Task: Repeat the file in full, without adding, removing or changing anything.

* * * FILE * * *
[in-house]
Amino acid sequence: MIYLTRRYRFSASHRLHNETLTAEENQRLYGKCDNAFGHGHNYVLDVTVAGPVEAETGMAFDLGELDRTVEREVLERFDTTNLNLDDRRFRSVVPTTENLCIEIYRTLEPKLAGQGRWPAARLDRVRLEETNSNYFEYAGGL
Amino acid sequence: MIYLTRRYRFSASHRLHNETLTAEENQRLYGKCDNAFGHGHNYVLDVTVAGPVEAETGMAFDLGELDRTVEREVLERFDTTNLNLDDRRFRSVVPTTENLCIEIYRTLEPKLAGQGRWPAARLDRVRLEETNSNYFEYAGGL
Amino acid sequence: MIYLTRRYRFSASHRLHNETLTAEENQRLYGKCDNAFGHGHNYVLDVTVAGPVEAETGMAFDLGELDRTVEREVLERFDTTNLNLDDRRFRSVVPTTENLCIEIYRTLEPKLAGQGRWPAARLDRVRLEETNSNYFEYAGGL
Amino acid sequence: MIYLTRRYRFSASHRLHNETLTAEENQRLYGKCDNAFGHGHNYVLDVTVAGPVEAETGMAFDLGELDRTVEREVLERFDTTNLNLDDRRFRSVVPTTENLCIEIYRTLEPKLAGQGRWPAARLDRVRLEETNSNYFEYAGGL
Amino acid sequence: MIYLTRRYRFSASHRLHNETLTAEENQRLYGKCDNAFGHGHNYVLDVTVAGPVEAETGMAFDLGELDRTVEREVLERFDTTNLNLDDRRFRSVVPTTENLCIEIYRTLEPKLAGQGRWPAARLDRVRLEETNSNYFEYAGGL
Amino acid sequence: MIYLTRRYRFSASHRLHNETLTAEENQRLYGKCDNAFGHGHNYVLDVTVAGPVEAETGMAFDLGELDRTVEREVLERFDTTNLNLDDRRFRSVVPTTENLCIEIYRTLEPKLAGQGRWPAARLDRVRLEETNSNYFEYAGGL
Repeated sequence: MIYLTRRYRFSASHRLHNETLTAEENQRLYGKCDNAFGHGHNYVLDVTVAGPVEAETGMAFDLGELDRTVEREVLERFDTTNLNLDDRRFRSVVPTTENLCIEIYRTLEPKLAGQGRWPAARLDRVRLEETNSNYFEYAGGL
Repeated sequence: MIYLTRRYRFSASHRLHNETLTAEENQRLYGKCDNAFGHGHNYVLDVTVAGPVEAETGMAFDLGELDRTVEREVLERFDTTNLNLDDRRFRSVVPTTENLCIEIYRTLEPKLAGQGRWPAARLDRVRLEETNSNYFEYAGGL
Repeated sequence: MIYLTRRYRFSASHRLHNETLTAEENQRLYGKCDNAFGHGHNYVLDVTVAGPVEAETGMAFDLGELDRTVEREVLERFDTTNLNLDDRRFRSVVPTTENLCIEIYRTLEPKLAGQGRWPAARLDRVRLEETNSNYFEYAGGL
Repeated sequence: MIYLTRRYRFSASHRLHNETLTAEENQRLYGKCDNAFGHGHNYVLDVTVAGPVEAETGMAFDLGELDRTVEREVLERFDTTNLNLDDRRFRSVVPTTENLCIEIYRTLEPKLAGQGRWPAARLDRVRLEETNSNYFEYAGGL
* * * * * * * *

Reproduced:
[in-house]
Amino acid sequence: MIYLTRRYRFSASHRLHNETLTAEENQRLYGKCDNAFGHGHNYVLDVTVAGPVEAETGMAFDLGELDRTVEREVLERFDTTNLNLDDRRFRSVVPTTENLCIEIYRTLEPKLAGQGRWPAARLDRVRLEETNSNYFEYAGGL
Amino acid sequence: MIYLTRRYRFSASHRLHNETLTAEENQRLYGKCDNAFGHGHNYVLDVTVAGPVEAETGMAFDLGELDRTVEREVLERFDTTNLNLDDRRFRSVVPTTENLCIEIYRTLEPKLAGQGRWPAARLDRVRLEETNSNYFEYAGGL
Amino acid sequence: MIYLTRRYRFSASHRLHNETLTAEENQRLYGKCDNAFGHGHNYVLDVTVAGPVEAETGMAFDLGELDRTVEREVLERFDTTNLNLDDRRFRSVVPTTENLCIEIYRTLEPKLAGQGRWPAARLDRVRLEETNSNYFEYAGGL
Amino acid sequence: MIYLTRRYRFSASHRLHNETLTAEENQRLYGKCDNAFGHGHNYVLDVTVAGPVEAETGMAFDLGELDRTVEREVLERFDTTNLNLDDRRFRSVVPTTENLCIEIYRTLEPKLAGQGRWPAARLDRVRLEETNSNYFEYAGGL
Amino acid sequence: MIYLTRRYRFSASHRLHNETLTAEENQRLYGKCDNAFGHGHNYVLDVTVAGPVEAETGMAFDLGELDRTVEREVLERFDTTNLNLDDRRFRSVVPTTENLCIEIYRTLEPKLAGQGRWPAARLDRVRLEETNSNYFEYAGGL
Amino acid sequence: MIYLTRRYRFSASHRLHNETLTAEENQRLYGKCDNAFGHGHNYVLDVTVAGPVEAETGMAFDLGELDRTVEREVLERFDTTNLNLDDRRFRSVVPTTENLCIEIYRTLEPKLAGQGRWPAARLDRVRLEETNSNYFEYAGGL
Repeated sequence: MIYLTRRYRFSASHRLHNETLTAEENQRLYGKCDNAFGHGHNYVLDVTVAGPVEAETGMAFDLGELDRTVEREVLERFDTTNLNLDDRRFRSVVPTTENLCIEIYRTLEPKLAGQGRWPAARLDRVRLEETNSNYFEYAGGL
Repeated sequence: MIYLTRRYRFSASHRLHNETLTAEENQRLYGKCDNAFGHGHNYVLDVTVAGPVEAETGMAFDLGELDRTVEREVLERFDTTNLNLDDRRFRSVVPTTENLCIEIYRTLEPKLAGQGRWPAARLDRVRLEETNSNYFEYAGGL
Repeated sequence: MIYLTRRYRFSASHRLHNETLTAEENQRLYGKCDNAFGHGHNYVLDVTVAGPVEAETGMAFDLGELDRTVEREVLERFDTTNLNLDDRRFRSVVPTTENLCIEIYRTLEPKLAGQGRWPAARLDRVRLEETNSNYFEYAGGL
Repeated sequence: MIYLTRRYRFSASHRLHNETLTAEENQRLYGKCDNAFGHGHNYVLDVTVAGPVEAETGMAFDLGELDRTVEREVLERFDTTNLNLDDRRFRSVVPTTENLCIEIYRTLEPKLAGQGRWPAARLDRVRLEETNSNYFEYAGGL